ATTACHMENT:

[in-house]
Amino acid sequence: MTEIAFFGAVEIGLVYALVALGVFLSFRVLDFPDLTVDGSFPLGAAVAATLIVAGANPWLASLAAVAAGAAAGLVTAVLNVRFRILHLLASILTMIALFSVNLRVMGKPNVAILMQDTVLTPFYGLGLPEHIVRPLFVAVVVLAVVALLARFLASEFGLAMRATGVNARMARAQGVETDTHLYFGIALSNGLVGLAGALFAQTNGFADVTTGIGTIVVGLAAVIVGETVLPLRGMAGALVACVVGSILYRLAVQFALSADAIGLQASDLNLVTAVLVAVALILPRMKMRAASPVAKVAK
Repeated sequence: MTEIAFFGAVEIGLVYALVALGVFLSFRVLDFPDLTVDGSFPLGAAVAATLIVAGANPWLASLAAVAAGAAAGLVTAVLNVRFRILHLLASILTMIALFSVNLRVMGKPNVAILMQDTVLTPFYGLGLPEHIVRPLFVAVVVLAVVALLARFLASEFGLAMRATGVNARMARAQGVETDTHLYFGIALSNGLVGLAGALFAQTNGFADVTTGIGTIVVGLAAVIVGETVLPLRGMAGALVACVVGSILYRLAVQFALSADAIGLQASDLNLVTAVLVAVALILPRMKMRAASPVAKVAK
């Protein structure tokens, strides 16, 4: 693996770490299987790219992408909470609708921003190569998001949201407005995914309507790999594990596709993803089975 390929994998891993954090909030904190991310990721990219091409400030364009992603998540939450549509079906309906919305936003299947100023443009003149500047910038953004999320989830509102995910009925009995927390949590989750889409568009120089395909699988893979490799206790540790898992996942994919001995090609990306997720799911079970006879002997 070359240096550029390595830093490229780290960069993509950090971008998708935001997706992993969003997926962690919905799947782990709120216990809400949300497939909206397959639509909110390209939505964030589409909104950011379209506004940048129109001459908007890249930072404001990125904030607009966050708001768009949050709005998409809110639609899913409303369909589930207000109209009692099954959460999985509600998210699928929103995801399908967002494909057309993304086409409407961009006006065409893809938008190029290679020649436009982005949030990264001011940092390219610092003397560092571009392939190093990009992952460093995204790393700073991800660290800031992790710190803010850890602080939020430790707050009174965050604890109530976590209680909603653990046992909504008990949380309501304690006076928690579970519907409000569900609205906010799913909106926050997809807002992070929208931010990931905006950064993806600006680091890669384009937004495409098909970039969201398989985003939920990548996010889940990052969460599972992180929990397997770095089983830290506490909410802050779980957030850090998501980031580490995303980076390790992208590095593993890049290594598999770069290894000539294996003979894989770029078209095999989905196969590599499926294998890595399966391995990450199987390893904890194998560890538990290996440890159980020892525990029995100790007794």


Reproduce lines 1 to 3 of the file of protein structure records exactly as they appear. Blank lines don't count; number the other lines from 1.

[in-house]
Amino acid sequence: MTEIAFFGAVEIGLVYALVALGVFLSFRVLDFPDLTVDGSFPLGAAVAATLIVAGANPWLASLAAVAAGAAAGLVTAVLNVRFRILHLLASILTMIALFSVNLRVMGKPNVAILMQDTVLTPFYGLGLPEHIVRPLFVAVVVLAVVALLARFLASEFGLAMRATGVNARMARAQGVETDTHLYFGIALSNGLVGLAGALFAQTNGFADVTTGIGTIVVGLAAVIVGETVLPLRGMAGALVACVVGSILYRLAVQFALSADAIGLQASDLNLVTAVLVAVALILPRMKMRAASPVAKVAK
Repeated sequence: MTEIAFFGAVEIGLVYALVALGVFLSFRVLDFPDLTVDGSFPLGAAVAATLIVAGANPWLASLAAVAAGAAAGLVTAVLNVRFRILHLLASILTMIALFSVNLRVMGKPNVAILMQDTVLTPFYGLGLPEHIVRPLFVAVVVLAVVALLARFLASEFGLAMRATGVNARMARAQGVETDTHLYFGIALSNGLVGLAGALFAQTNGFADVTTGIGTIVVGLAAVIVGETVLPLRGMAGALVACVVGSILYRLAVQFALSADAIGLQASDLNLVTAVLVAVALILPRMKMRAASPVAKVAK